View our collection of photos from this important 1864 Nashville Campaign battlefield.
(12 photos in gallery)
Spring Hill Battlefield: 84 Acres Saved in 2010
The Civil War Trust helped save this 84 acre portion of the Spring Hill Battlefield, site of one of the most controversial affairs of the Civil War.
Passing in Front
This view from CWPT's current target property indicates just how close Hood's Confederates were to Schofield's Federals as they passed them on the Columbia pike during the night of November 29, 1864.
Columbia Pike Today
Union troops under Maj. Gen. John Schofield marched along the Columbia (modern day Route 31), within sight of the Confederate campfires.
Spring Hill - Development Threats
Like the nearby Franklin Battlefield, Spring Hill continues to be threatened by pitiless bulldozer's blade, heightening the importance of saving this hallowed ground.
"They was in there sure enough"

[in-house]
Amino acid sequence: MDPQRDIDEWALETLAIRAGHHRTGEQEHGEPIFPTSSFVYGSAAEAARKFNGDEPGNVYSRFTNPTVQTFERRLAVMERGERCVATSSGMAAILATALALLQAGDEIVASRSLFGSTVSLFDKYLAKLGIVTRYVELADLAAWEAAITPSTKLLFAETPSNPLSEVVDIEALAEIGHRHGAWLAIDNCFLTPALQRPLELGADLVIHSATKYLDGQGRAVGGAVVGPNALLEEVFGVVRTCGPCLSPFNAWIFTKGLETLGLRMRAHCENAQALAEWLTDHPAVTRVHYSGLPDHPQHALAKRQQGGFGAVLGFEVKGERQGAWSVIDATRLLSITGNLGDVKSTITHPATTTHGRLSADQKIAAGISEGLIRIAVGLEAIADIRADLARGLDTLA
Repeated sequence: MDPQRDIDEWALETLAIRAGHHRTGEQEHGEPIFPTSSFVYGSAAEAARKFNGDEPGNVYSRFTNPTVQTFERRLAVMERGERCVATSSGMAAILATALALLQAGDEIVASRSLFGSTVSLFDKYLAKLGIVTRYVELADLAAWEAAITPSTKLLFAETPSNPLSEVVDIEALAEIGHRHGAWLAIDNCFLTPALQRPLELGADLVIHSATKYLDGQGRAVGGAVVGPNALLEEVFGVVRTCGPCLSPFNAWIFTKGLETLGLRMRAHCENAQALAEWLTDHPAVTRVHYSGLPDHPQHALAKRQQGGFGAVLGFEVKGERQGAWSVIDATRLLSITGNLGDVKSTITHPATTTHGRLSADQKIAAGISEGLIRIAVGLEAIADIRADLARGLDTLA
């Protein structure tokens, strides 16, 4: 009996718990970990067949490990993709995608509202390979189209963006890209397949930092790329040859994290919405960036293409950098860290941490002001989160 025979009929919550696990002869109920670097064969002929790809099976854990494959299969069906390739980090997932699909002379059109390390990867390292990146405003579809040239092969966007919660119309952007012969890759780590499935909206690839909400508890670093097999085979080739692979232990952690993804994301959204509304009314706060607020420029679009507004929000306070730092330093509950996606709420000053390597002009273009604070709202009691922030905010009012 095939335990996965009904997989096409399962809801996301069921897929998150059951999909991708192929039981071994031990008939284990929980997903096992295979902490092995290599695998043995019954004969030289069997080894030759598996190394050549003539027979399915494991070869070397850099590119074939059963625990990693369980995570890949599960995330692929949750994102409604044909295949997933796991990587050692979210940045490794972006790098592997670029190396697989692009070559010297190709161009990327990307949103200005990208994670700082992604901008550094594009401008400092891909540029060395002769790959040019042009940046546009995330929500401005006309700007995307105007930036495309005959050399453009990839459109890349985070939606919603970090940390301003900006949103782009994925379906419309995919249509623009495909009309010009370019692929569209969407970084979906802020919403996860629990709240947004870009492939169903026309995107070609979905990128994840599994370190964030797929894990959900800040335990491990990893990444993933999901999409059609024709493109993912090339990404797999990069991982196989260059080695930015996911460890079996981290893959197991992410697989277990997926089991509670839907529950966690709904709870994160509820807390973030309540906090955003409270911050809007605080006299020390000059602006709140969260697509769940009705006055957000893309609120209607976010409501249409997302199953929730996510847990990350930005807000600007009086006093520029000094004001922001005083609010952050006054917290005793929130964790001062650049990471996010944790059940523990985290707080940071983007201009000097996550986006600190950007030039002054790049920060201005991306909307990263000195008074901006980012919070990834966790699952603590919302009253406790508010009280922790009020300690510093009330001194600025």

This sign marks the location of the early skirmishes at Spring Hill between elements of the Union army and Nathan Bedford Forrest's Confederate cavalry.
Waning Hours at Spring Hill
With daylight fading, two brigades of Patrick Cleburne's Confederates drove Union forces from this ridge on the afternoon of November 29, 1864.
Resistance on the Ridge
Supported by artillery, the Illinois, Missouri and Ohio troops of Luther Bradley's brigade defended this ridge south of Spring Hill against attacks by elements of Cleburne's division. Bradley, who was wounded in the fight, is seen as one of the Union heroes of Spring Hill.
Spring Hill - Tree Line
In their fight with Bradley's Federals, Cleburne's men passed through this tree line as they moved to take position of the ridge beyond it.
This 1835 structure served as headquarters for John Bell Hood on the evening of November 29, 1864.
Situated near the Columbia pike and the Confederate left flank, this stately mansion was host to Hood and a number his subordinates on November 30, 1864, the morning after the Union army escaped.
Ire at the Breakfast Table
In what must have been a very tense breakfast, Hood let his frustration burst forth before the handful of officers who had joined him at Rippavilla on November 30.
North to Franklin
View of the Columbia Pike, north of Spring Hill. Following their narrow escape, Union troops continued their northward trek along this road to Franklin.